Still, these are minor complaints in an otherwise tight action film. Joseph Gordon-Levitt makes for an immensely likeable protagonist, and Michael Shannon’s manic cop is a worthy adversary. The plot may be thin, and the big reveal a tad sentimental, but you will enjoy the ride.

I’m going with three out of five for Premium Rush. It’s the kind of film best enjoyed with a big helping of popcorn.

(This review first aired on CNN-IBN)

October 13, 2012

‘Taken 2’ star Liam Neeson on being an action star at 60

Filed under: Video Vault — Rajeev @ 12:29 am

In this interview recorded in Seoul (Korea), Liam Neeson, the star of Taken 2, talks about being an action star at 60. The film, which grossed 50 million dollars in its opening weekend domestically, sees Neeson reprise his role as former CIA operative Bryan Mills.

(This interview first aired on CNN-IBN)

October 12, 2012

Smell this!

Filed under: Our FIlms — Rajeev @ 10:40 pm

October 12, 2012

Cast: Rani Mukherjee, Prithviraj, Nirmiti Sawant, Anita Date

Director: Sachin Kundalkar

It’s love at first smell for college librarian Meenaxi Deshpande (Rani Mukherjee), who falls hook line and sinker for brooding artist Surya (South Indian star Prithviraj) the moment she first catches a whiff of him. Meenaxi, the protagonist of writer-director Sachin Kundalkar’s bizarrely fascinating Aiyyaa, is a middle-class Maharashtrian girl with a heightened sense of smell, and a tendency to slip into a dream-like fantasy world of Bollywood numbers to escape the claustrophobia of her eccentric family.

To be fair, no one’s entirely sane in Kundalkar’s world – not Meenaxi’s kooky parents, not her blind grandmother who zips around in a mechanical wheelchair, and especially not her colleague at the library, a buck-toothed Lady Gaga lookalike who dresses in S&M gear and pines for John Abraham. Meenaxi herself is prone to melodramatic outbursts and filmi nakhras, particularly when she’s being paraded about in front of prospective grooms.

Aiyyaa, with its bright visual palette, its strong female perspective, and its intentionally peculiar humor, is evocative of Almodovar’s quirky cinema, but the plot here is wafer thin, and while some elements work, it never all comes together as a satisfying whole. It certainly doesn’t help that the film unfolds over two hours and thirty minutes…an excruciatingly long running time for what’s essentially a slim story of a one-sided crush.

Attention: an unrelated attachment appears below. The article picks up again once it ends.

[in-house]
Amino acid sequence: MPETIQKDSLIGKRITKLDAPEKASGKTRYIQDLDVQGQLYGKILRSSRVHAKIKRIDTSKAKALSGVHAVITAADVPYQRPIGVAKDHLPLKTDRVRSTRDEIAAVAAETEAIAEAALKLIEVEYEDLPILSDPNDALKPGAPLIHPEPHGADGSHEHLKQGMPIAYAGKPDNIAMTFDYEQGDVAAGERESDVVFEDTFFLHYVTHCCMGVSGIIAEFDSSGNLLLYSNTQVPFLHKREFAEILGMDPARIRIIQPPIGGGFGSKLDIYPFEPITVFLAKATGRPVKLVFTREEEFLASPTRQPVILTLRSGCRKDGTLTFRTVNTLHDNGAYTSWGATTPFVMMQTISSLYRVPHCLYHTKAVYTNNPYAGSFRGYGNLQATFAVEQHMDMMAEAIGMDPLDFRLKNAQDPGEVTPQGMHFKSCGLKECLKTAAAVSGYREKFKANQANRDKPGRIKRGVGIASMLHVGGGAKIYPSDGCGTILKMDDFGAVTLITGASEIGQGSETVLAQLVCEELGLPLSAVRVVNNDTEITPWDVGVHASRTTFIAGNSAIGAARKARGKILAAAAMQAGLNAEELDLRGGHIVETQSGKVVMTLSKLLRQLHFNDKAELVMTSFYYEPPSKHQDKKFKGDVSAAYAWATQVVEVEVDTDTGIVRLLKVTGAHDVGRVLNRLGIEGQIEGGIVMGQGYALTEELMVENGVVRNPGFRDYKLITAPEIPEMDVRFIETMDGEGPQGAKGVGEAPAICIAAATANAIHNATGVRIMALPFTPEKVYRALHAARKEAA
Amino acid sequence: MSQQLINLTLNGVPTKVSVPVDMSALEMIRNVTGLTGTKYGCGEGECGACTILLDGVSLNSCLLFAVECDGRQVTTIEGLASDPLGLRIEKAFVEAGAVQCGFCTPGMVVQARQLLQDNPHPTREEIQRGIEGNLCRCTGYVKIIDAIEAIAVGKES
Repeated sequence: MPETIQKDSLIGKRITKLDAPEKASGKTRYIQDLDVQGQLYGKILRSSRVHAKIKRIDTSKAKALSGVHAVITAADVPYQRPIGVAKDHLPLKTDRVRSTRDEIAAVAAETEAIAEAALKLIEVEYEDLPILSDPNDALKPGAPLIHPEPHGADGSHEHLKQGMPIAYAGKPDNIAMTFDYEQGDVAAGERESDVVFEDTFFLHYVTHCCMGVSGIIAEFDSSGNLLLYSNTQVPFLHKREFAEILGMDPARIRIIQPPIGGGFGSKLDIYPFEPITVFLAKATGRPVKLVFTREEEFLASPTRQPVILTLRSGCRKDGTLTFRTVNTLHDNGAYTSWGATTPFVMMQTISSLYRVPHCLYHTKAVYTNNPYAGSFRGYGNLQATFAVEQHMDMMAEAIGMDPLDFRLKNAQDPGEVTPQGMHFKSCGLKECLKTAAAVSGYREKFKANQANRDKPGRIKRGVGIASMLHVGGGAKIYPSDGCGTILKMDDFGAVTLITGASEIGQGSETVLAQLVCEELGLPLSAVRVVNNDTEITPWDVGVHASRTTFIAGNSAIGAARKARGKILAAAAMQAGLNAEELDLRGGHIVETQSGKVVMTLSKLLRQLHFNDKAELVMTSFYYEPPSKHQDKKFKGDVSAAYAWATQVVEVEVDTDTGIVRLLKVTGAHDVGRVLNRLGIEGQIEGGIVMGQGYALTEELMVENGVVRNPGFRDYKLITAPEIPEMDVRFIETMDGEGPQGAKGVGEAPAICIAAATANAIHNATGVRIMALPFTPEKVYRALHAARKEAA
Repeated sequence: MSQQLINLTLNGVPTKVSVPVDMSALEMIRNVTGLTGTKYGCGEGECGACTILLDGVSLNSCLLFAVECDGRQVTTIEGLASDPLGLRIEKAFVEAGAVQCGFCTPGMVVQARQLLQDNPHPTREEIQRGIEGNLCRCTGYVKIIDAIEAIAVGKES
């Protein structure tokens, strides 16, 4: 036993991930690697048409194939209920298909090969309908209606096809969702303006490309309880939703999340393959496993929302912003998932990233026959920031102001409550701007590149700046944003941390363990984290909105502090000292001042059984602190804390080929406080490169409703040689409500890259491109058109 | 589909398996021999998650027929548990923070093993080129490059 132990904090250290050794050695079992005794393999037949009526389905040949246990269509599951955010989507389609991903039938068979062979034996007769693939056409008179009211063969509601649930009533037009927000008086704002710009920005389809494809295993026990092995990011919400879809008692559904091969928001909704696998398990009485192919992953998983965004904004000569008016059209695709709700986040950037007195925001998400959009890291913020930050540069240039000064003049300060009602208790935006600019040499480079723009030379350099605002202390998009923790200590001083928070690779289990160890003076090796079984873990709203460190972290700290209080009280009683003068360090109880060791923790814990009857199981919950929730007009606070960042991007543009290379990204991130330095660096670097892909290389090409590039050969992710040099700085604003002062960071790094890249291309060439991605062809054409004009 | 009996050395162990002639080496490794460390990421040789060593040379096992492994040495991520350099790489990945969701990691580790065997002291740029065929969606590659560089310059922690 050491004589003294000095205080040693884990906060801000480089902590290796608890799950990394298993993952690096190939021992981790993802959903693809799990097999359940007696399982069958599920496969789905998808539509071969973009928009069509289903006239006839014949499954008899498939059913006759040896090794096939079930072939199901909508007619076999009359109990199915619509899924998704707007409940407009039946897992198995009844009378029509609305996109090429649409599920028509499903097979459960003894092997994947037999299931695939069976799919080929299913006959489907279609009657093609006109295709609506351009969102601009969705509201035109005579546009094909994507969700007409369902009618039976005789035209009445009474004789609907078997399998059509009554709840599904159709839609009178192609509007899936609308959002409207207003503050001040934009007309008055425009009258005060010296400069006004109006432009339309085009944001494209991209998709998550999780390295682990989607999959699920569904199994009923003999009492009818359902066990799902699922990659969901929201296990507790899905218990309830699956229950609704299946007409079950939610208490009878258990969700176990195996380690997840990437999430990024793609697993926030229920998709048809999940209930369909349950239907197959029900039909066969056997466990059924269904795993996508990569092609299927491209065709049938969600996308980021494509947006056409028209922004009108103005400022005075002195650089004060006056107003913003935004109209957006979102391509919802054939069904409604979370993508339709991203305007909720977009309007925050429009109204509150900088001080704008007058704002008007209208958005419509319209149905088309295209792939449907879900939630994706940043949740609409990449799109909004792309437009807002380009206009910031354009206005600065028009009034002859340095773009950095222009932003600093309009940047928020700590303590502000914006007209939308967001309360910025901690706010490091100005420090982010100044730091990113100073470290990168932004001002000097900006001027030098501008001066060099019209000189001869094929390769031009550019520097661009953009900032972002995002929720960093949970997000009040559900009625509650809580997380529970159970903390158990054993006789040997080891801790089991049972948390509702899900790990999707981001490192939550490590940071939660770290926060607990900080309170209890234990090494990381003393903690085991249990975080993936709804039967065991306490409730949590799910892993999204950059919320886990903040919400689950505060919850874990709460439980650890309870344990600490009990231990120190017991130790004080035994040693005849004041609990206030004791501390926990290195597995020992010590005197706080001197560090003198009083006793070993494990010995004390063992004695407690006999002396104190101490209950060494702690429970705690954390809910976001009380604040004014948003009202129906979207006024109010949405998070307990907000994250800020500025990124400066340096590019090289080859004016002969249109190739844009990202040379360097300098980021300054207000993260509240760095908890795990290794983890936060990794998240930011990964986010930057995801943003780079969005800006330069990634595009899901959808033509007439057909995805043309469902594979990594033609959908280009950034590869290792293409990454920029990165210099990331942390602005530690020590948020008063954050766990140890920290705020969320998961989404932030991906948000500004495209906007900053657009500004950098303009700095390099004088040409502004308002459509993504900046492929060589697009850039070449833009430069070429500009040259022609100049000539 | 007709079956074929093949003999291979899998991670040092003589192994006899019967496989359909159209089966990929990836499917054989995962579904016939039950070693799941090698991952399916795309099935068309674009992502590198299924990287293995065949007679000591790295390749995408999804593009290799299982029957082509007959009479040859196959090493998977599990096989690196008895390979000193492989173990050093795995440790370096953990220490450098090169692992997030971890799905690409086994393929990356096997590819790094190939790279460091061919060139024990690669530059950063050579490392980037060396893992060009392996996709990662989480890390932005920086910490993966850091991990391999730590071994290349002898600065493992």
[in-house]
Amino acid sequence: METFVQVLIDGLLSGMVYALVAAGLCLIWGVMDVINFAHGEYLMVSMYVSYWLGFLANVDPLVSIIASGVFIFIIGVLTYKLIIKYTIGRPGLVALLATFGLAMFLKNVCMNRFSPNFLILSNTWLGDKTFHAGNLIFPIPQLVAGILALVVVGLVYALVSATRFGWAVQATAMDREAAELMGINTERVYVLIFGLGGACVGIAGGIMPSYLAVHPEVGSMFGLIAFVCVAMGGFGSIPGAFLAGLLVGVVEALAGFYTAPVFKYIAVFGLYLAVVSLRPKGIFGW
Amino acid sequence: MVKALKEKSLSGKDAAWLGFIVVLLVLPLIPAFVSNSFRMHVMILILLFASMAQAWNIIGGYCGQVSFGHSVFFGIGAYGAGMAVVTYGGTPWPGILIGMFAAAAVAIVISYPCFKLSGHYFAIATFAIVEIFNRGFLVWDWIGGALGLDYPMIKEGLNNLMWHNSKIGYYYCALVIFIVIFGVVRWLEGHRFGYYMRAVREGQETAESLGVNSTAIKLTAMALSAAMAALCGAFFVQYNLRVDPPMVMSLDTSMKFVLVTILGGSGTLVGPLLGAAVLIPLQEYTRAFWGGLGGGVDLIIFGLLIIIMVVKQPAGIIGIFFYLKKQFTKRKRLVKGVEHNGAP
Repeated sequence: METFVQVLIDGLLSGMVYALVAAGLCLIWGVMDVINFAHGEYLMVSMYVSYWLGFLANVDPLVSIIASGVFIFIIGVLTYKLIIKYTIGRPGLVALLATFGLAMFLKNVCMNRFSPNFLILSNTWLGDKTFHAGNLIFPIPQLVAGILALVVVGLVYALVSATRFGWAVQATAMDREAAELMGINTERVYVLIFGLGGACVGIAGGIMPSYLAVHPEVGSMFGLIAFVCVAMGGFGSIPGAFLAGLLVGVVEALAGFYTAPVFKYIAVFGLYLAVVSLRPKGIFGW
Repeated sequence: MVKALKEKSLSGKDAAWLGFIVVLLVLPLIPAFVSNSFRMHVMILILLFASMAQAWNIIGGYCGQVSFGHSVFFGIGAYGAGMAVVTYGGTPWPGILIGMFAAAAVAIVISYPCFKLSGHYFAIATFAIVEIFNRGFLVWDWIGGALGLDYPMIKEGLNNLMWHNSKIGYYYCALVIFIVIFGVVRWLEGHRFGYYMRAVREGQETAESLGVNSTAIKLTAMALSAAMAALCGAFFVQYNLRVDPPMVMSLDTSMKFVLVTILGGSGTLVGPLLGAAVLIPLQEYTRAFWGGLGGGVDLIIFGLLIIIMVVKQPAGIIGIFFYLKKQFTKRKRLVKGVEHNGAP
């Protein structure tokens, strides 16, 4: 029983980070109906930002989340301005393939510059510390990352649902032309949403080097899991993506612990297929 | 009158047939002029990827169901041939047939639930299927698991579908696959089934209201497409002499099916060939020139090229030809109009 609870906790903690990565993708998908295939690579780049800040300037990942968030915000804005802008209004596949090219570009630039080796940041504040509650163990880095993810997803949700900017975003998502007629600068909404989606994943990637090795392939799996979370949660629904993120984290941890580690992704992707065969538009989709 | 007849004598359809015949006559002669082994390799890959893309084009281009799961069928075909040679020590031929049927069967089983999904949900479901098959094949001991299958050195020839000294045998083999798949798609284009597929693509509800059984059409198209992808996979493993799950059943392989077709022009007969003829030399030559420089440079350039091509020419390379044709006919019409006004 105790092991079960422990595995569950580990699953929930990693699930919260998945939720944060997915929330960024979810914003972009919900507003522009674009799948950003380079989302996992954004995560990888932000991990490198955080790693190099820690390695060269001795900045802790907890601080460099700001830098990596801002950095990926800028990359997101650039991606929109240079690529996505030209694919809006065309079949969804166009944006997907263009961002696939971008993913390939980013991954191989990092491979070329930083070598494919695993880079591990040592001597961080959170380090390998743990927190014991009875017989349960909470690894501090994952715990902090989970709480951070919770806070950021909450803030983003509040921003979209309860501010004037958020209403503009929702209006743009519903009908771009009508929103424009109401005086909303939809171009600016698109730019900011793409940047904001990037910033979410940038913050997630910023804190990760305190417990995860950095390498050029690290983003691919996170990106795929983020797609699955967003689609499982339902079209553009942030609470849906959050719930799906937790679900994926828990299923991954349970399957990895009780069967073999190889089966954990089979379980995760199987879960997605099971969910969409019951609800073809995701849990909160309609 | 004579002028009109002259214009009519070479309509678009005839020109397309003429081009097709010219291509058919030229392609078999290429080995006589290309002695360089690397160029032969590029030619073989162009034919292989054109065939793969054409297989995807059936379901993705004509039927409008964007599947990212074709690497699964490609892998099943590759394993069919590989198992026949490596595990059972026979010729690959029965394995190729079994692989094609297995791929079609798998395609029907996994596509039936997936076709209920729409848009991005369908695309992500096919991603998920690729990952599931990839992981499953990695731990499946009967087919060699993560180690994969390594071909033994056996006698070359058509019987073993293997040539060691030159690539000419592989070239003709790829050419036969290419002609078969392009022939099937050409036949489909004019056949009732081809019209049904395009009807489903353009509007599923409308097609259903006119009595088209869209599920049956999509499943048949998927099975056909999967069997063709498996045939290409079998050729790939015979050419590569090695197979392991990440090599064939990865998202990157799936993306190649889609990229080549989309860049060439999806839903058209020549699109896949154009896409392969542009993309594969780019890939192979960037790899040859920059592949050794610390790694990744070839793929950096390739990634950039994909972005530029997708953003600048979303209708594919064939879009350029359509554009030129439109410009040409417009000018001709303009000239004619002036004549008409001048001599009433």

Yet, in a rare twist for a Bollywood film, it’s the heroine who does all the lusting here, cooking up saucy imaginary scenarios that invariably involve the hero flaunting his well-toned physique. Sportingly offering himself up to be objectified, Prithviraj bumps and grinds and heaves to the beats of at least two deliciously over-the-top song sequences.

Meenaxi, of course, is the film’s juiciest character…a woman conflicted between pursuing the man of her dreams, who barely notices her, and settling for a simple guy with simple tastes who has picked her to be his bride. Rani Mukherjee owns the part with a tremendous, uninhibited performance, switching superbly between the film’s exaggerated and understated moments.

In the end — the impressive camerawork and Amit Trivedi’s winning tunes aside — Aiyyaa is at best an original and promising experiment let down by its many indulgences. I’m going with two-and-a-half out of five for director Sachin Kundalkar’s Aiyyaa; an unusual film that could’ve been so much more.

(This review first aired on CNN-IBN)

Ghost mortem

Filed under: Our FIlms — Rajeev @ 10:39 pm

October 12, 2012

Cast: Manisha Koirala, JD Chakravarthy, Alayana Sharma, Madhu Shalini

Director: Ramgopal Varma

In an interview he gave me two weeks ago, Ramgopal Varma said he thinks horror films “should never have a story”. According to him, an ominous setting alone can do the trick. That’s pretty much all he’s willing to offer in Bhoot Returns, his new film about a family that moves into a house only to discover that it might already be occupied by a supernatural presence.